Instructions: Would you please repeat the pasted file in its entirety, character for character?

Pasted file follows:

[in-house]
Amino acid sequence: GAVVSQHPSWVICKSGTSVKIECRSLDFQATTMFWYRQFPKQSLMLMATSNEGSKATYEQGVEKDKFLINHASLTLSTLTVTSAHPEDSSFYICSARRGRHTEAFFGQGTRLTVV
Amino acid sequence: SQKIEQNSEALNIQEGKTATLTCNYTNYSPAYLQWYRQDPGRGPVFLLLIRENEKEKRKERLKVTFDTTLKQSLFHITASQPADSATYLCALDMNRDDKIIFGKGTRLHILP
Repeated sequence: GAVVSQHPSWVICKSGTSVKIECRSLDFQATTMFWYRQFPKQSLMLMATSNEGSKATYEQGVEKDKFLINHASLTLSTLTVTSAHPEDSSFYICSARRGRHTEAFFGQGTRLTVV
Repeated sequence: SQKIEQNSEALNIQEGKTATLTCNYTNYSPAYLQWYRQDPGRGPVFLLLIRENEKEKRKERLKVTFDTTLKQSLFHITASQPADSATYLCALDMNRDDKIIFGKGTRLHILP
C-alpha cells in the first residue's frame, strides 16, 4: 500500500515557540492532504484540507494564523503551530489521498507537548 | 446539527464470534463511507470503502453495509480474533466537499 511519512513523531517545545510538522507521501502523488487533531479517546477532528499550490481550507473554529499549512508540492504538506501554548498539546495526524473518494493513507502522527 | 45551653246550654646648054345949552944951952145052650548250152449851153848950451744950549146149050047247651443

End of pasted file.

[in-house]
Amino acid sequence: GAVVSQHPSWVICKSGTSVKIECRSLDFQATTMFWYRQFPKQSLMLMATSNEGSKATYEQGVEKDKFLINHASLTLSTLTVTSAHPEDSSFYICSARRGRHTEAFFGQGTRLTVV
Amino acid sequence: SQKIEQNSEALNIQEGKTATLTCNYTNYSPAYLQWYRQDPGRGPVFLLLIRENEKEKRKERLKVTFDTTLKQSLFHITASQPADSATYLCALDMNRDDKIIFGKGTRLHILP
Repeated sequence: GAVVSQHPSWVICKSGTSVKIECRSLDFQATTMFWYRQFPKQSLMLMATSNEGSKATYEQGVEKDKFLINHASLTLSTLTVTSAHPEDSSFYICSARRGRHTEAFFGQGTRLTVV
Repeated sequence: SQKIEQNSEALNIQEGKTATLTCNYTNYSPAYLQWYRQDPGRGPVFLLLIRENEKEKRKERLKVTFDTTLKQSLFHITASQPADSATYLCALDMNRDDKIIFGKGTRLHILP
C-alpha cells in the first residue's frame, strides 16, 4: 500500500515557540492532504484540507494564523503551530489521498507537548 | 446539527464470534463511507470503502453495509480474533466537499 511519512513523531517545545510538522507521501502523488487533531479517546477532528499550490481550507473554529499549512508540492504538506501554548498539546495526524473518494493513507502522527 | 45551653246550654646648054345949552944951952145052650548250152449851153848950451744950549146149050047247651443